Shaya did not return calls seeking comment.

The effect of Shaya's visit was to make Whittie curious: "I began to question why Mr. Shaya was so agitated if indeed everything he was doing was legal, ethical and proper." He also took Shaya’s remarks as a threat, and began doing some research to find out whom he was dealing with.

What he discovered was that in June 2002 Steve Shaya was convicted of felony fraud. Whittie reported that, while doing demolition work in the City of Detroit, Shaya had falsified a city document showing the work had been done properly. Shaya was found guilty, placed on five years’ probation, ordered to spend his vacation time in jail, and ordered to pay $80,500 in restitution.

Whittie obtained Shaya’s application for the Hamtramck job, and found that when he signed his employment contract in August 2001, charges were already pending against him. According to Whittie, Shaya never disclosed that fact.

"I presume that he did not tell you because of my belief that you would not knowingly hire a potential felon to head one of your departments," wrote Whittie. "And I most certainly believe that you would not keep a felon convicted of fraud running a department with just under a one-half million-dollar budget if you knew of the conviction."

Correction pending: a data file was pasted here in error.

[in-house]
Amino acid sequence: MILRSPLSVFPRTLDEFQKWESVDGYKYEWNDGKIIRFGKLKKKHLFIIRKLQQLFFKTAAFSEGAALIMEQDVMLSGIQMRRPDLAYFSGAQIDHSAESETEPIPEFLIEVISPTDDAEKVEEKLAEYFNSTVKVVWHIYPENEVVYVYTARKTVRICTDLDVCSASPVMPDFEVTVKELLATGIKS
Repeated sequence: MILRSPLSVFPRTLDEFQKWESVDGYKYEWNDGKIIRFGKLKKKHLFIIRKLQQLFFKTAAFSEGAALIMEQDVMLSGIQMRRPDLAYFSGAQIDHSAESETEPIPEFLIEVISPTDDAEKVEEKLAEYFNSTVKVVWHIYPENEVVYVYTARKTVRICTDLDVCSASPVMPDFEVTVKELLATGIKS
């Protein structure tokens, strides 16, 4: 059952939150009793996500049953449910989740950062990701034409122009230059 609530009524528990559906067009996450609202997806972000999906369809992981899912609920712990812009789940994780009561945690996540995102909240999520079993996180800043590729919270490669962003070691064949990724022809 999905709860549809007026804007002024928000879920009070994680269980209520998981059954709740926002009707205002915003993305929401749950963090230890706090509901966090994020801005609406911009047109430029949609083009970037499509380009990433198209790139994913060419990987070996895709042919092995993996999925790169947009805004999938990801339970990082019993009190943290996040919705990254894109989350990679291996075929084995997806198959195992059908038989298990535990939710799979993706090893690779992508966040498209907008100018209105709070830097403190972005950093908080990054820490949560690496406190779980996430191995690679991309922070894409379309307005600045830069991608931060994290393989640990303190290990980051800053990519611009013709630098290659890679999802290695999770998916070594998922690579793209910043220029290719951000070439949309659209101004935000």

That quote comes from a letter Whittie wrote to the City Council and Schimmel, who was appointed by the state to manage Hamtramck because of its dire economic situation. Whittie says it was his lieutenant who recommended that the report be submitted to Schimmel.

In July, Shaya was suspended without pay while he is appealing his fraud conviction to the Michigan Supreme Court. Although Turner says the Police Department could find no evidence that the city employees were on-duty while renovating their boss’s house, Shaya is not likely to make a comeback. Schimmel says Shaya was "permanently terminated" when his position was eliminated as a cost-saving measure.

Three days after Shaya’s suspension, Whittie received a written reprimand. Although he says two different investigations conducted by sergeants revealed no wrongdoing, Whittie was nonetheless reprimanded for "conduct unbecoming an officer." He was said to have breached the chain of command for directing the Shaya information to Schimmel instead of William Barnett, the city controller and deputy financial manager. Whittie was also chastised for sending the information to Schimmel's home, unduly subjecting his family to an unwarranted "intrusion." Whittie doesn't see how a letter addressed to Schimmel could be considered an intrusion on his family, and adds that he sent the information to Schimmel’s home as a courtesy because, says Whittie, Schimmel is often not at his office in City Hall.